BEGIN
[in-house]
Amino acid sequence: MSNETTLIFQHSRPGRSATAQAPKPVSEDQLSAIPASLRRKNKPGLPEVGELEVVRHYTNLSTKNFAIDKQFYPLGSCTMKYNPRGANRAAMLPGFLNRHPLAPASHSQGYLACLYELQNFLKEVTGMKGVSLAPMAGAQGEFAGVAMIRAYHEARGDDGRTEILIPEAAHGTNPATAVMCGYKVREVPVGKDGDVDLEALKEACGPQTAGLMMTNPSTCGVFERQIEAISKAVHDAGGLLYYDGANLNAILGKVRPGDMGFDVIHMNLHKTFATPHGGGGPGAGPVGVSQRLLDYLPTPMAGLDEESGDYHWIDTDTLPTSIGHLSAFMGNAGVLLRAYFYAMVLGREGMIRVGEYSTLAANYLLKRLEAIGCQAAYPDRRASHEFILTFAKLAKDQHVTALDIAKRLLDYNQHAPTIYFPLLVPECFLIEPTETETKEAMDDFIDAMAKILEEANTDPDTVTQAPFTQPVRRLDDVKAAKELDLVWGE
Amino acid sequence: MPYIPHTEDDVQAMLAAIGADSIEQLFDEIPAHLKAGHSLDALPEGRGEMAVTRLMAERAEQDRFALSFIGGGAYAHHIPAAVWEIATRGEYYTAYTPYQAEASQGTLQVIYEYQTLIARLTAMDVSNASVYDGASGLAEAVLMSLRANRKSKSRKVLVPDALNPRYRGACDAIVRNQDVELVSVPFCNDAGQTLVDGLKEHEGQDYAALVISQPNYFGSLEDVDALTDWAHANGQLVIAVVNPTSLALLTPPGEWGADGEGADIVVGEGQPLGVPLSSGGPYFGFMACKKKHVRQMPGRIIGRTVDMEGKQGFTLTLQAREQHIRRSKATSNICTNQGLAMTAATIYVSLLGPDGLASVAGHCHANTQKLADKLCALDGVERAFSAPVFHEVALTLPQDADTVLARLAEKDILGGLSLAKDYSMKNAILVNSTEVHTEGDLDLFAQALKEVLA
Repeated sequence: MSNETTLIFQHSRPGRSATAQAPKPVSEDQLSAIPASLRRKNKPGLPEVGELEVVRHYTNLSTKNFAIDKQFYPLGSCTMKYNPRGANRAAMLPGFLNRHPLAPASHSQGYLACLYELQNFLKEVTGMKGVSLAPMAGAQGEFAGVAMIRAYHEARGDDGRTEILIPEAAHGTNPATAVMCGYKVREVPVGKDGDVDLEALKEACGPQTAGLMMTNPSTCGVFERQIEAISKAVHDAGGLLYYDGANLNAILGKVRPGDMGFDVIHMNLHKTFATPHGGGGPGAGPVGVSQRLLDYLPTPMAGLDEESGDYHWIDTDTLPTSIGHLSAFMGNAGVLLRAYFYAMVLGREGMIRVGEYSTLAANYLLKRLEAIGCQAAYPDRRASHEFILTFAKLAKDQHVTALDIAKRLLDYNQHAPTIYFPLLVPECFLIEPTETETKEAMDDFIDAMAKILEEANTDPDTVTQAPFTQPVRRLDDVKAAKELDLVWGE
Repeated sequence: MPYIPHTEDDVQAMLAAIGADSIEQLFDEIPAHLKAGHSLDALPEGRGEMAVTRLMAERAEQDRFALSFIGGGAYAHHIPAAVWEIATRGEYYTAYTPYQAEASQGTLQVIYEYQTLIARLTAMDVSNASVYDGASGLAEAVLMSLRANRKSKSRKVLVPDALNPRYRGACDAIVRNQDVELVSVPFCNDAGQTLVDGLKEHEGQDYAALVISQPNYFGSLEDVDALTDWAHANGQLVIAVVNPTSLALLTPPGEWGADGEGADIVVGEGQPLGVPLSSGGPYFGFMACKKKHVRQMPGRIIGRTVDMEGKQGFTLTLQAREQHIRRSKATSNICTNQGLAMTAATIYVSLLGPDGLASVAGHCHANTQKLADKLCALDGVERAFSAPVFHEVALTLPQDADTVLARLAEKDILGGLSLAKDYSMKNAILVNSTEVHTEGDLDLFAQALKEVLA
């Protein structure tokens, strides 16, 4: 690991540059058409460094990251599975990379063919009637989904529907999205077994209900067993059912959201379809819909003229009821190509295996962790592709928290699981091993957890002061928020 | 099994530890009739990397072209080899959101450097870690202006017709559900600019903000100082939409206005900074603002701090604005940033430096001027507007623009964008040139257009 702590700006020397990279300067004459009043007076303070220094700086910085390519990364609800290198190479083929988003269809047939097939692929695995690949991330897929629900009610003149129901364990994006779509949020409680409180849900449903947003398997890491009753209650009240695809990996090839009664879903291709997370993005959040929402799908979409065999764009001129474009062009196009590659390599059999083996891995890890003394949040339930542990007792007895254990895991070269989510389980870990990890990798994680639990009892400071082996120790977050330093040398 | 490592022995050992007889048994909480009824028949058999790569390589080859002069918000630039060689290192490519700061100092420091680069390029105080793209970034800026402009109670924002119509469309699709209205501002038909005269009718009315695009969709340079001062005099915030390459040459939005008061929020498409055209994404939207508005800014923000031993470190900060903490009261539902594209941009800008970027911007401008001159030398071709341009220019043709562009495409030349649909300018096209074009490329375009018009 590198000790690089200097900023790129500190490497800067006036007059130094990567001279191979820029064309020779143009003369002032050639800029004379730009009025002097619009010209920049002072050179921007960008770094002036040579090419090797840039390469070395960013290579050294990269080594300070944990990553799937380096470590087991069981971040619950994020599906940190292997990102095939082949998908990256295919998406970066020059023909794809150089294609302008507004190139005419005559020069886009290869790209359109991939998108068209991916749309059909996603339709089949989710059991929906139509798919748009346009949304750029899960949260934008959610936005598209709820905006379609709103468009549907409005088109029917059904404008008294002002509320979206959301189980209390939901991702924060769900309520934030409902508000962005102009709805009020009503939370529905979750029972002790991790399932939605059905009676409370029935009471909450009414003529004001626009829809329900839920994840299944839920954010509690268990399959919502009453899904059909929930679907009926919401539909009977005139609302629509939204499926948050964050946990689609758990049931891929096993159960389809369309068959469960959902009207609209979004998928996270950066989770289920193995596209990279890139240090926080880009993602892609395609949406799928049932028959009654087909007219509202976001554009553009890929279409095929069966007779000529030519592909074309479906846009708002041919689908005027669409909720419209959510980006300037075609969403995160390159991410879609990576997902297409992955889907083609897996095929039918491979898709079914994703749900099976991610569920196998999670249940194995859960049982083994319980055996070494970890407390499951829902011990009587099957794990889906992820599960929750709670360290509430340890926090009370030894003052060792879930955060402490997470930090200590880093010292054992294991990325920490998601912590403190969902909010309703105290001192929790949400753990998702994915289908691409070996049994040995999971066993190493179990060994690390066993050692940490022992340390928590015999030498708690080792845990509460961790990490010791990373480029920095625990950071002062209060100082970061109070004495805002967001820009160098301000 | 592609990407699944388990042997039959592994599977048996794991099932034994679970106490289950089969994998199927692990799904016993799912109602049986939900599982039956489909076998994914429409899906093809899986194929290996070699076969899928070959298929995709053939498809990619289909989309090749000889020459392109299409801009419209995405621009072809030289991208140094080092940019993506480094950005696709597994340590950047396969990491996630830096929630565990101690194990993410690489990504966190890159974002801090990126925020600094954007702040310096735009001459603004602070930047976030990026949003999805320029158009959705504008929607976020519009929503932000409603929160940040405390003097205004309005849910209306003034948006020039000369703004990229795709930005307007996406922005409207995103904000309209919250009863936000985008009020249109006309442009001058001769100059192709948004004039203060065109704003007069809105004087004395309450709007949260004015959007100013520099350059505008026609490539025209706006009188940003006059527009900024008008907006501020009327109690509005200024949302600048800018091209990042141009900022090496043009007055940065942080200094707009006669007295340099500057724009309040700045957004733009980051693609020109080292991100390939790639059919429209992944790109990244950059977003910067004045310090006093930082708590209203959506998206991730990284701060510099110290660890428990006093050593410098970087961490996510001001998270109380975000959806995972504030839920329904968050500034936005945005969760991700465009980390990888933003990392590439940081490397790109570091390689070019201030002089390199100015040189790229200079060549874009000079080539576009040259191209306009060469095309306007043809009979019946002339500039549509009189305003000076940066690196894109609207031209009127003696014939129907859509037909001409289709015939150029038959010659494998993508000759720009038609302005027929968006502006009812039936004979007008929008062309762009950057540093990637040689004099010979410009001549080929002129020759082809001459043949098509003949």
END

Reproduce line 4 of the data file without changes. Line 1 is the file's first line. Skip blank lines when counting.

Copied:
Repeated sequence: MSNETTLIFQHSRPGRSATAQAPKPVSEDQLSAIPASLRRKNKPGLPEVGELEVVRHYTNLSTKNFAIDKQFYPLGSCTMKYNPRGANRAAMLPGFLNRHPLAPASHSQGYLACLYELQNFLKEVTGMKGVSLAPMAGAQGEFAGVAMIRAYHEARGDDGRTEILIPEAAHGTNPATAVMCGYKVREVPVGKDGDVDLEALKEACGPQTAGLMMTNPSTCGVFERQIEAISKAVHDAGGLLYYDGANLNAILGKVRPGDMGFDVIHMNLHKTFATPHGGGGPGAGPVGVSQRLLDYLPTPMAGLDEESGDYHWIDTDTLPTSIGHLSAFMGNAGVLLRAYFYAMVLGREGMIRVGEYSTLAANYLLKRLEAIGCQAAYPDRRASHEFILTFAKLAKDQHVTALDIAKRLLDYNQHAPTIYFPLLVPECFLIEPTETETKEAMDDFIDAMAKILEEANTDPDTVTQAPFTQPVRRLDDVKAAKELDLVWGE